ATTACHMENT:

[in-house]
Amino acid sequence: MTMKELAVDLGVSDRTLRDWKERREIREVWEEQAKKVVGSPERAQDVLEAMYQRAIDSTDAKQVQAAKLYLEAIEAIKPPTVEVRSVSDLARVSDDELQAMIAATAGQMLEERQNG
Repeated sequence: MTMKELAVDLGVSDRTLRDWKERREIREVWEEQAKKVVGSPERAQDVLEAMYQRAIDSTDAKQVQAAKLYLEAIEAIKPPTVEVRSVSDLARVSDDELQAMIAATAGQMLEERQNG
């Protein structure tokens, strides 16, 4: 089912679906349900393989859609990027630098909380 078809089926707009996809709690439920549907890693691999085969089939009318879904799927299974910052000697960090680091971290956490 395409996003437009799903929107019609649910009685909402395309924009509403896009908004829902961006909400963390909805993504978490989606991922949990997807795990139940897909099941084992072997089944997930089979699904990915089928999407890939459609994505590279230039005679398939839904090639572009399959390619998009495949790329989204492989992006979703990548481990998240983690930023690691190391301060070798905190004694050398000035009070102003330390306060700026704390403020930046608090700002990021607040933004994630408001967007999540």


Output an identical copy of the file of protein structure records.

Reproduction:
[in-house]
Amino acid sequence: MTMKELAVDLGVSDRTLRDWKERREIREVWEEQAKKVVGSPERAQDVLEAMYQRAIDSTDAKQVQAAKLYLEAIEAIKPPTVEVRSVSDLARVSDDELQAMIAATAGQMLEERQNG
Repeated sequence: MTMKELAVDLGVSDRTLRDWKERREIREVWEEQAKKVVGSPERAQDVLEAMYQRAIDSTDAKQVQAAKLYLEAIEAIKPPTVEVRSVSDLARVSDDELQAMIAATAGQMLEERQNG
């Protein structure tokens, strides 16, 4: 089912679906349900393989859609990027630098909380 078809089926707009996809709690439920549907890693691999085969089939009318879904799927299974910052000697960090680091971290956490 395409996003437009799903929107019609649910009685909402395309924009509403896009908004829902961006909400963390909805993504978490989606991922949990997807795990139940897909099941084992072997089944997930089979699904990915089928999407890939459609994505590279230039005679398939839904090639572009399959390619998009495949790329989204492989992006979703990548481990998240983690930023690691190391301060070798905190004694050398000035009070102003330390306060700026704390403020930046608090700002990021607040933004994630408001967007999540």